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Article FALLACIOUS VIEWS OF THE CRAFT. ← Page 3 of 3 Article VOICES FROM RUINS. Page 1 of 3 →
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Fallacious Views Of The Craft.
all they propose is , to determine the velocity or flowing , wherewith a generated quantity increases , ancl to sum up all that has been generated or described by tho continually variable fluxion . On these two bases fluxions stand . Here follow two of Mr . Murdoch's instances : — 1 st . — A heavy body descends perpendicularly , 1 G12 feet
in a second , aucl at the end of this time has acquired a velocity of 32 * 0 feet in a second , which is accurately known ; at any given distance then the body fell , take the point A in the right line , and the velocity of the falling body in the point may be truly computed ; but the velocity in any point above A , at ever so small a distance , will be less than in A ,
and the velocity at any point below A , tit the least possible distance , will be greater than in A . It is therefore plain , that in the point A the body has a certain determined velocity which belongs to no other point in the whole line . Now this velocity is the fluxion of that right line in the point A , and with it the body would proceed , if gravity acted no longer on the body ' s arrival at A .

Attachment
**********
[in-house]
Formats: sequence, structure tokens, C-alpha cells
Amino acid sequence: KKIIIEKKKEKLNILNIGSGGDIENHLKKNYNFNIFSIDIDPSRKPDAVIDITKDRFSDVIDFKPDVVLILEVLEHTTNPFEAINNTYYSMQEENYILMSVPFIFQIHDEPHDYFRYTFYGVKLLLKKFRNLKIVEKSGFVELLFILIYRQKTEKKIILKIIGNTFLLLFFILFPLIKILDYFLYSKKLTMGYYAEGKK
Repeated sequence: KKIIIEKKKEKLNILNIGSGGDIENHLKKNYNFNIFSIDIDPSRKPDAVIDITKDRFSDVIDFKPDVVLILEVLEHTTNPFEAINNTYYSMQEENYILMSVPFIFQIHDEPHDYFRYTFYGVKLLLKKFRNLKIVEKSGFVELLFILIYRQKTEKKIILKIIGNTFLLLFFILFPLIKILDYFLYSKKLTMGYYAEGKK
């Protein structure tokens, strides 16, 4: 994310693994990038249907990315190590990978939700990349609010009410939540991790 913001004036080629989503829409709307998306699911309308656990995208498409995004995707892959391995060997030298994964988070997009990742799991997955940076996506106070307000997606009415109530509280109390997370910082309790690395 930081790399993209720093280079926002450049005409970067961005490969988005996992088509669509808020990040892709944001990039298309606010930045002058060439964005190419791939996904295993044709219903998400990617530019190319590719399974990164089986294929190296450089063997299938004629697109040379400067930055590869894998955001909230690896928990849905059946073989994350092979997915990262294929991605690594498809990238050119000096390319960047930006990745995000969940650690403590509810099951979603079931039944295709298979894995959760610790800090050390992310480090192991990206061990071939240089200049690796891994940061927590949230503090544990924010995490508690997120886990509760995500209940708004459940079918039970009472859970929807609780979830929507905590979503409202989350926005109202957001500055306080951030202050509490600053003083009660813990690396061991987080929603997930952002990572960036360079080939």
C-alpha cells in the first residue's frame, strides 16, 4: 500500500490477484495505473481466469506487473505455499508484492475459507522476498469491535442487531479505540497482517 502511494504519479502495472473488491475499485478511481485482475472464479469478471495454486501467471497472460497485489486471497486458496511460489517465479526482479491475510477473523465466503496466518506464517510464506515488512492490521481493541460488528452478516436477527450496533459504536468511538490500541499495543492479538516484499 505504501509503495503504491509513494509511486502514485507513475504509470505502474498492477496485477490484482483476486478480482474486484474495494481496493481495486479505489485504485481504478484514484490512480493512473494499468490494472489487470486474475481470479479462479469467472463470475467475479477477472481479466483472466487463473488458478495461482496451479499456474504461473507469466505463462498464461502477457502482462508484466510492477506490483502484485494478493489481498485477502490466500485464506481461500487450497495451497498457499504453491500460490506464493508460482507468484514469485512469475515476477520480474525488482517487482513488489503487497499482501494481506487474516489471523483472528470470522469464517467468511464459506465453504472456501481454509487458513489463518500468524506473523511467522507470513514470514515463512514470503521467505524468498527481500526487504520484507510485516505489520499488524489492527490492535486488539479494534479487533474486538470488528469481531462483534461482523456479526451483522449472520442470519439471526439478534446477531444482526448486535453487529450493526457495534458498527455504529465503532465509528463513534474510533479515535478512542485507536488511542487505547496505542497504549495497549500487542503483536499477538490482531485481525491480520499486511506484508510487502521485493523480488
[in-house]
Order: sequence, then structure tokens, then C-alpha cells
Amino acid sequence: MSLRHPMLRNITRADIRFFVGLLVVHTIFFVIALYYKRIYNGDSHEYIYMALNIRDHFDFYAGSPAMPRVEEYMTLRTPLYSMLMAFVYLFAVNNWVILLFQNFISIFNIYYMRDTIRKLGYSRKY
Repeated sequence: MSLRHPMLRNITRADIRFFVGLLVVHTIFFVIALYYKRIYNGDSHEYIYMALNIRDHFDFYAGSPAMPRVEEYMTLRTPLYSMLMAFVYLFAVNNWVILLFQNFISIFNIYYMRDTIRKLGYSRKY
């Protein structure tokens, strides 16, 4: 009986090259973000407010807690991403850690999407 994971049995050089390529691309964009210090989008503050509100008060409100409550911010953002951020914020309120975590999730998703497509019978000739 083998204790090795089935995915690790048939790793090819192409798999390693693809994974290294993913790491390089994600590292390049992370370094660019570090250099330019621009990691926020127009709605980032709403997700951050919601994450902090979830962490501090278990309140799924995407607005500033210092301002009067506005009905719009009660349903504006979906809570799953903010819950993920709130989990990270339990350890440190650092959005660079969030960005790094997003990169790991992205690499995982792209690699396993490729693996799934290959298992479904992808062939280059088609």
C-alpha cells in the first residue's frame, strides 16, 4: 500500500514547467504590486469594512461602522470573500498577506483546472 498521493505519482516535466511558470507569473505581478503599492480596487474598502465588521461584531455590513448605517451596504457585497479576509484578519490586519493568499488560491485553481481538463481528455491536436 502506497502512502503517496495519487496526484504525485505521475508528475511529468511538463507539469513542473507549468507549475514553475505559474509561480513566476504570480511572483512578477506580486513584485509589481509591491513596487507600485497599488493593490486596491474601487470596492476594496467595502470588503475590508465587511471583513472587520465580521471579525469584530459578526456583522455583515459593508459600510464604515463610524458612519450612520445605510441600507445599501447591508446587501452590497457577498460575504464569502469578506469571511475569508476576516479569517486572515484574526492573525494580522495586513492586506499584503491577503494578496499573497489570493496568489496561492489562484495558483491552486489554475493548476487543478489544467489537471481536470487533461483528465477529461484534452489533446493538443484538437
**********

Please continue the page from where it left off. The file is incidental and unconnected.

2 nd . —Take a glass tube open at both ends , whose concavity is of different diameters iu different places , and immerse it iu a stream till the water fills the tube and flows through it ; then in different parts of the tube the velocity of the water will be as the squares of the diameters , and' of consequence different . Suppose then in any marked place a plane to pass through the
tube perpendicular to the axis , or to the motion of the water , and of consequence the water will pass through this section with a certain determined velocity . But if another section be drawn ever so near the former , the water , by reason of the different diameters , will flow through this with a velocity different from what it did at the former ; and therefore to
one section of the tube , or single point onl y , the determinate velocity belongs . It is the fluxion of the space which the fluid describes at that section , and ivith that uniform velocit y the fluid would continue to move , if the diameter was the same to the end of the tube .